To supplement scarce reading material on the Holocaust, schools in several cities of central and eastern Slovakia (Martin, Prešov, Banská Bystrica) make annual visits to Auschwitz. This however, is not the rule in Bratislava. Trips to concentration camps usually come about as a result of initiatives among students and teachers and are, as a rule, voluntary. Various organizations provide significant support in this respect—e.g., the Milan Sime¹ka Foundation. In 1995 this foundation organized a trip to Auschwitz for former prisoners together with high school students.

Other Sources for Jewish History

We have stressed that contemporary Slovak society is divided on the issue of the former Slovak state and its functioning, and this shows itself in the publication of textbooks and the recommendation of other materials for classroom use. So far the most serious conflict in this regard has centered on The History of Slovakia and the Slovaks by Milan S. Durica.

Durica, who emigrated from Slovakia shortly after the Communists took over in 1948, is a professor of Central and East European history at Padua University in Italy, and also professor of ecclesiastic history at the Theological Faculty of Comenius University in Bratislava. The first edition of his book, issued by Slovak Pedagogical Publishers in 1995, did not arouse any public response. This changed, however, when the second edition was published in 1996 with the help of the Ministry of Education, using a grant provided by the European Union. This edition of 90,000 copies was distributed to all Slovak elementary and secondary schools as a recommended book that was seen as providing the "official" view on Slovak history. Slovak students were expected to form their opinions about the Holocaust with the help of The History of Slovakia and the Slovaks.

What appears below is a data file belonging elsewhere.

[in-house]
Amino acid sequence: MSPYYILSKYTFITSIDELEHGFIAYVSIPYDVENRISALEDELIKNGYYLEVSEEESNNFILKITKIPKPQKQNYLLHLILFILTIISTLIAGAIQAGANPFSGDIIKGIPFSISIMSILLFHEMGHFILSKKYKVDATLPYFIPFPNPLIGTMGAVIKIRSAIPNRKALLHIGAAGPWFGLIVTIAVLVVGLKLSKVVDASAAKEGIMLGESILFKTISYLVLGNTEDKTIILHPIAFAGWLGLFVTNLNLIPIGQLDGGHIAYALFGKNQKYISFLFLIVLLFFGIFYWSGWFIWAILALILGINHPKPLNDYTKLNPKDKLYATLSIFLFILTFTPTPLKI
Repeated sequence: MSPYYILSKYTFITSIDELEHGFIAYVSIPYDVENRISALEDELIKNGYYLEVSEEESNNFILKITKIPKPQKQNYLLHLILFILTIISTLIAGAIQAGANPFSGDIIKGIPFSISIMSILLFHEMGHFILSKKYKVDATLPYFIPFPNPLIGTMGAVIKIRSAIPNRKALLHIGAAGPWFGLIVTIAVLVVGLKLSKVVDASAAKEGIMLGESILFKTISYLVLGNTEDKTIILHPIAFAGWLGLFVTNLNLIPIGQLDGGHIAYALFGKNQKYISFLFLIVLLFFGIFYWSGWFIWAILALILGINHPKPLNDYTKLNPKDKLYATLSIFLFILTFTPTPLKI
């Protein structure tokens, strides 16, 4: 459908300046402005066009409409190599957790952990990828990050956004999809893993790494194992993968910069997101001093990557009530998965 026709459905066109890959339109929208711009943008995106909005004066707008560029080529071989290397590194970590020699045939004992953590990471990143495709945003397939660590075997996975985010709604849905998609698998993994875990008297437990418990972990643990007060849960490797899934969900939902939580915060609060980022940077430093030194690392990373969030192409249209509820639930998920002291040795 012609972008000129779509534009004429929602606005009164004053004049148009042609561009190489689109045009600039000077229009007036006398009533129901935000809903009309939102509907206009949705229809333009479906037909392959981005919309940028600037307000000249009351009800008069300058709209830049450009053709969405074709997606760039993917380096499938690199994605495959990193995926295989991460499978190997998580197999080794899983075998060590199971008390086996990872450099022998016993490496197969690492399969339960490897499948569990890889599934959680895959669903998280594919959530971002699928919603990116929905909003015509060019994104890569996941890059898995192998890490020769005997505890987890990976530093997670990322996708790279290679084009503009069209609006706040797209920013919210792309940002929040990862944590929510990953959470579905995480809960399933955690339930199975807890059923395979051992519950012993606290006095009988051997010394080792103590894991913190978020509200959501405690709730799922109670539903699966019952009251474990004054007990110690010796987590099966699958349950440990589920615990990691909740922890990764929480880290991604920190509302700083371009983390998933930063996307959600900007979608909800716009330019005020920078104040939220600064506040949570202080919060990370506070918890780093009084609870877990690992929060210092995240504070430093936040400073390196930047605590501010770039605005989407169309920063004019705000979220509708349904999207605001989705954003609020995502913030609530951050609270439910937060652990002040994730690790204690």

While The History of Slovakia and the Slovaks covers Slovak history from the first centuries of the common era to the present, more than a quarter of the book is taken up with the period from the declaration of Slovak autonomy in October 1938 until the liberation of Czechoslovakia in May 1945. Durica uses every means available to minimize the participation of the wartime Slovak state in the liquidation of Slovak Jewry and to excuse President Tiso's behavior in this regard. A key element of his strategy is to blame Prime Minister Tuka and Interior Minister Mach for what happened to the Jews. Thus, Durica writes of events on May 25, 1940: "The German ambassador to Bratislava, Hans Bernard, reported to Berlin that Alexander Mach visited President Tiso and urged him to adopt the radical solution of the Jewish issue, which Tiso rejected. Therefore, Tuka asked Berlin for instructions and moral support."

Anti-Jewish measures, which began to be implemented at the end of 1938, are mentioned for the first time by Durica in connection with constitutional law No. 210 of September 3, 1940, "which for a one-year term authorized the Slovak government to resolve the issues related to the Aryanization of Jewish property and businesses. By adopting such legislation, the parliament limited its own powers, and also the power of the president, while strengthening the position of the government."